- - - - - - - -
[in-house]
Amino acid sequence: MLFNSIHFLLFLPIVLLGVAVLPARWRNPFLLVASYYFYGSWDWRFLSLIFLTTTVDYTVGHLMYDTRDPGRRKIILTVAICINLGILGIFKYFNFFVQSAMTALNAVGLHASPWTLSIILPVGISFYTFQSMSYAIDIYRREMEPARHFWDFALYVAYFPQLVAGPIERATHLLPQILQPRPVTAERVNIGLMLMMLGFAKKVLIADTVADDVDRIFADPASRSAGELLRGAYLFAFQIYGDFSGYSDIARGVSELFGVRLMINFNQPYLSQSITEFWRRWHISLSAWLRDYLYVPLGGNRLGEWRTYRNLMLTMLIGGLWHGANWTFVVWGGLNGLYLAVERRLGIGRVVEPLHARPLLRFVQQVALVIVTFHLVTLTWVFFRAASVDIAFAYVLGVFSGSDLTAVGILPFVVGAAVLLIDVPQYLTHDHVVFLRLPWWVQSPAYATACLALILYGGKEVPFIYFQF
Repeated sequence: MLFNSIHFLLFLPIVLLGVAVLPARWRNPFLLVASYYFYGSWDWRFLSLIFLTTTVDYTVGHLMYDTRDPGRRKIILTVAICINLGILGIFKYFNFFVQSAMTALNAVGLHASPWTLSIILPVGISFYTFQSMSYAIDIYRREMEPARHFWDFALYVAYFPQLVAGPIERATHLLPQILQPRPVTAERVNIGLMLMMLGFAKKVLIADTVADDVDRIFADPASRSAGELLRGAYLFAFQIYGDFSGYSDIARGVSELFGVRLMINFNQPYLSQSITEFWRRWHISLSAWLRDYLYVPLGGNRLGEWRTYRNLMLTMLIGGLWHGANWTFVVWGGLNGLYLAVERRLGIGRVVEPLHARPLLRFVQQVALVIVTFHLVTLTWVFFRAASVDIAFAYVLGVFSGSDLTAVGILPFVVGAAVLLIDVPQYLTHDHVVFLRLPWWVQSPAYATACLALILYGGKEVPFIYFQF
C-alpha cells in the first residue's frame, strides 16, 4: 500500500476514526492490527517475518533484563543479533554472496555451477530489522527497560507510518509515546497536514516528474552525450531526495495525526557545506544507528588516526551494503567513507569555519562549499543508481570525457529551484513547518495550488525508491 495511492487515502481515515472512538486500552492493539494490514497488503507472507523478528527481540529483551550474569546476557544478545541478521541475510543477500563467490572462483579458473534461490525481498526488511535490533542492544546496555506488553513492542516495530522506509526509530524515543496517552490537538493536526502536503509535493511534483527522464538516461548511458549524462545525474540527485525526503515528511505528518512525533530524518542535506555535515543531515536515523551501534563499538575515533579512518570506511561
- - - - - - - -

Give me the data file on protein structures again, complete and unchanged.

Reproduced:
[in-house]
Amino acid sequence: MLFNSIHFLLFLPIVLLGVAVLPARWRNPFLLVASYYFYGSWDWRFLSLIFLTTTVDYTVGHLMYDTRDPGRRKIILTVAICINLGILGIFKYFNFFVQSAMTALNAVGLHASPWTLSIILPVGISFYTFQSMSYAIDIYRREMEPARHFWDFALYVAYFPQLVAGPIERATHLLPQILQPRPVTAERVNIGLMLMMLGFAKKVLIADTVADDVDRIFADPASRSAGELLRGAYLFAFQIYGDFSGYSDIARGVSELFGVRLMINFNQPYLSQSITEFWRRWHISLSAWLRDYLYVPLGGNRLGEWRTYRNLMLTMLIGGLWHGANWTFVVWGGLNGLYLAVERRLGIGRVVEPLHARPLLRFVQQVALVIVTFHLVTLTWVFFRAASVDIAFAYVLGVFSGSDLTAVGILPFVVGAAVLLIDVPQYLTHDHVVFLRLPWWVQSPAYATACLALILYGGKEVPFIYFQF
Repeated sequence: MLFNSIHFLLFLPIVLLGVAVLPARWRNPFLLVASYYFYGSWDWRFLSLIFLTTTVDYTVGHLMYDTRDPGRRKIILTVAICINLGILGIFKYFNFFVQSAMTALNAVGLHASPWTLSIILPVGISFYTFQSMSYAIDIYRREMEPARHFWDFALYVAYFPQLVAGPIERATHLLPQILQPRPVTAERVNIGLMLMMLGFAKKVLIADTVADDVDRIFADPASRSAGELLRGAYLFAFQIYGDFSGYSDIARGVSELFGVRLMINFNQPYLSQSITEFWRRWHISLSAWLRDYLYVPLGGNRLGEWRTYRNLMLTMLIGGLWHGANWTFVVWGGLNGLYLAVERRLGIGRVVEPLHARPLLRFVQQVALVIVTFHLVTLTWVFFRAASVDIAFAYVLGVFSGSDLTAVGILPFVVGAAVLLIDVPQYLTHDHVVFLRLPWWVQSPAYATACLALILYGGKEVPFIYFQF
C-alpha cells in the first residue's frame, strides 16, 4: 500500500476514526492490527517475518533484563543479533554472496555451477530489522527497560507510518509515546497536514516528474552525450531526495495525526557545506544507528588516526551494503567513507569555519562549499543508481570525457529551484513547518495550488525508491 495511492487515502481515515472512538486500552492493539494490514497488503507472507523478528527481540529483551550474569546476557544478545541478521541475510543477500563467490572462483579458473534461490525481498526488511535490533542492544546496555506488553513492542516495530522506509526509530524515543496517552490537538493536526502536503509535493511534483527522464538516461548511458549524462545525474540527485525526503515528511505528518512525533530524518542535506555535515543531515536515523551501534563499538575515533579512518570506511561